Paralysis: Drugs Selection• More physician preference• Succinylcholine: 2-3mg/kg – Onset: faster – Duration: shorter – Adverse effects: more than Rocuronium• Rocuronium: 1mg/kg – Onset: Slower – Duration: longer – Adverse effects: less than Succinylcholine
Difficult Airway in Pediatrics• Need to anticipate this during initial assessment• Have contingency plan if you can’t intubate• Supraglottic devices (e.g. Laryngeal mask airway, LMA)
LMA• Sizes 1-5 – Use weight or length based system to determine required size – Size and mL needed to inflate the cuff on the side• Placement:
Pediatric Advance Life Support(PALS): 2010 Algorithms
2010 ILCOR UPDATE:Neonatal Resuscitation• Neonatal ventilation to compression ratio is 3:1 – Per cycle there are 90 compressions with 30 ventilations• Not necessary to do intrapartum suctioning (no improved outcomes)• Vigorous newborns do not require endotracheal suctioning for meconium stained amniotic fluid
2010 ILCOR Update:Post Resuscitation Care • Therapeutic Hypothermia: Children – Therapeutic hypothermia (32C to 34C) up to 72 hours may be considered in children with ROSC – May be beneficial for adolescents with out-of- hospital witnessed V-fib arrest
2010 Update: Post ResuscitationCare Recommendations• Therapeutic Hypothermia: Neonatal – Now several randomized controlled multicenter trials of induced hypothermia (33.5 C to 34.5 C) in newborns >36 weeks with moderate to severe hypoxic-ischemic encephalopathy showed improvement in neurodevelopmental disability at 18 month follow up for those cooled – Treatment should be commence within 6 hours following birth, continuation for 72 hours, and slow rewarming over at least 4 hours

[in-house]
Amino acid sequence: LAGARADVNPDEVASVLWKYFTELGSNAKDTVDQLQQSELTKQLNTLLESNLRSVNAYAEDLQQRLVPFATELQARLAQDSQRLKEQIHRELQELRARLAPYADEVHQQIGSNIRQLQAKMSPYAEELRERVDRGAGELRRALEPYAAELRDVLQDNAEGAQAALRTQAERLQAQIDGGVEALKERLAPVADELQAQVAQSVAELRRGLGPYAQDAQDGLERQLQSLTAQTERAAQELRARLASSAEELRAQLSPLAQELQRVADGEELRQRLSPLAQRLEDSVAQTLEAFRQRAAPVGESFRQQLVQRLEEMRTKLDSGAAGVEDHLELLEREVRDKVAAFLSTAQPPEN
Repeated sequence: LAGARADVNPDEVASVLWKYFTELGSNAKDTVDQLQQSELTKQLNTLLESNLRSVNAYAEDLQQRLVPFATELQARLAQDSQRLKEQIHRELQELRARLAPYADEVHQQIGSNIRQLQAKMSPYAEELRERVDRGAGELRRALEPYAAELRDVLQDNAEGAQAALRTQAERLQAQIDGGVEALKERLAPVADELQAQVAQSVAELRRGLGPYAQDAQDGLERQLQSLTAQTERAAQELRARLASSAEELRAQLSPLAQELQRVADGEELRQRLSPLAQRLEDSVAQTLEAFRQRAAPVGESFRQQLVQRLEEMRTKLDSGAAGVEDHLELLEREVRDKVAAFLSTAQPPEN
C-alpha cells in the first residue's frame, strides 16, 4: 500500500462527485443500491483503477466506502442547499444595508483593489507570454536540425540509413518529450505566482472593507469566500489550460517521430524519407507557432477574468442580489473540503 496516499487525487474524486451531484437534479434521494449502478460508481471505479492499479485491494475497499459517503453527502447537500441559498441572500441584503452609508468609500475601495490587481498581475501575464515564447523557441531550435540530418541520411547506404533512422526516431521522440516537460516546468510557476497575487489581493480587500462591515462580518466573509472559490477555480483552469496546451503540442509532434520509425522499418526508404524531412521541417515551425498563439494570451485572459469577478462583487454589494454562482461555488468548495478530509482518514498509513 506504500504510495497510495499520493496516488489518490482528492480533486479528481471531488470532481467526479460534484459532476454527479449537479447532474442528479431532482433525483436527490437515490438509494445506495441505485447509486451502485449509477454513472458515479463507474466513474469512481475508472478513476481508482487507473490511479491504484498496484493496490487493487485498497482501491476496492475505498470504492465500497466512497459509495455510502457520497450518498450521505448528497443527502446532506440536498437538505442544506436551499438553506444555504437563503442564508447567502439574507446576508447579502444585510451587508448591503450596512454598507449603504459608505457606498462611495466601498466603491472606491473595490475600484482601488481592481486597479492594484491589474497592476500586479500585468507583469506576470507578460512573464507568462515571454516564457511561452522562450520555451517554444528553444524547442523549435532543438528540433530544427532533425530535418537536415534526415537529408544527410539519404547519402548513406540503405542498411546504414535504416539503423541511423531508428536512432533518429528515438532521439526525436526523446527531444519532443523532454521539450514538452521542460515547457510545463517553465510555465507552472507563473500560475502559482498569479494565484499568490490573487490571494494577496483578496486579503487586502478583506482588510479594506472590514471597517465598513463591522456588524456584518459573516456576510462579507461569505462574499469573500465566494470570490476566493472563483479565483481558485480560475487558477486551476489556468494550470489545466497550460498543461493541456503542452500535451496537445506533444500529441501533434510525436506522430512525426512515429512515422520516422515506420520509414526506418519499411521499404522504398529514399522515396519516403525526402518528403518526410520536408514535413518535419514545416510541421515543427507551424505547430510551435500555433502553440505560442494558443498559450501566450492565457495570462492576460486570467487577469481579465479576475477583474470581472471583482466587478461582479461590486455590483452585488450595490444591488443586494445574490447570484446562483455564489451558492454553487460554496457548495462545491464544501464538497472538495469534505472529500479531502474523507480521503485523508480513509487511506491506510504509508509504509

Conclusions• Pediatric cardiopulmonary arrest is most often the terminal point of respiratory failure or shock and early intervention is critical• Effective basic and advance airway management in pediatrics can often avoid or revert cardiopulmonary arrest• Placing an Intraosseous line in a critically ill child without peripheral intravenous access is necessary• Know your key weight based drugs, equipment selections, and fluids in peds• Competence through deliberate practice with pediatric resuscitation and CPR should be stressed in emergency medicine training.